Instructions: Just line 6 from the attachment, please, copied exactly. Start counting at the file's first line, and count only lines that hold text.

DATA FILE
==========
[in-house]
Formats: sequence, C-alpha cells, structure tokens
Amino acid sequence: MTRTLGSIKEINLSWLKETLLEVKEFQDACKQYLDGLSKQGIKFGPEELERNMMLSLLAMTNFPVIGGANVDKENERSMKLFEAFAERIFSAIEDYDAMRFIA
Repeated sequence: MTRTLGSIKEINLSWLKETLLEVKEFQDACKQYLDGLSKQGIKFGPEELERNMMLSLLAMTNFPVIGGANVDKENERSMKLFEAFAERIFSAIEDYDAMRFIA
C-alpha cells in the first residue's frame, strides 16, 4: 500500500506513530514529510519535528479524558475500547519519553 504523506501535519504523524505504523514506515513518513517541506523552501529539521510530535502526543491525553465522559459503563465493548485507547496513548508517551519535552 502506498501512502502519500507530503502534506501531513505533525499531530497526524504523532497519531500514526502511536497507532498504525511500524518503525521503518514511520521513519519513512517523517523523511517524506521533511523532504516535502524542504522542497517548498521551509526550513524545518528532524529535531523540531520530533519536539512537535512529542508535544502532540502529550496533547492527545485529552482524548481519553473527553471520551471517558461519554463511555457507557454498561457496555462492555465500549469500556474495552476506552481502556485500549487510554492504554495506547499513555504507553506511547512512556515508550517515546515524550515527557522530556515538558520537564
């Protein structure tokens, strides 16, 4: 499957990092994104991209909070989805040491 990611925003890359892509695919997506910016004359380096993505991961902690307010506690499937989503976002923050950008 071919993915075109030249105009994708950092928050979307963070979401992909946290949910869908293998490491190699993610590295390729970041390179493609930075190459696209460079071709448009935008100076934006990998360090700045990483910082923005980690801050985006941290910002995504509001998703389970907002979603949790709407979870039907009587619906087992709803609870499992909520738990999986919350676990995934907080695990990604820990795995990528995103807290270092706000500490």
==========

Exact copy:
């Protein structure tokens, strides 16, 4: 499957990092994104991209909070989805040491 990611925003890359892509695919997506910016004359380096993505991961902690307010506690499937989503976002923050950008 071919993915075109030249105009994708950092928050979307963070979401992909946290949910869908293998490491190699993610590295390729970041390179493609930075190459696209460079071709448009935008100076934006990998360090700045990483910082923005980690801050985006941290910002995504509001998703389970907002979603949790709407979870039907009587619906087992709803609870499992909520738990999986919350676990995934907080695990990604820990795995990528995103807290270092706000500490």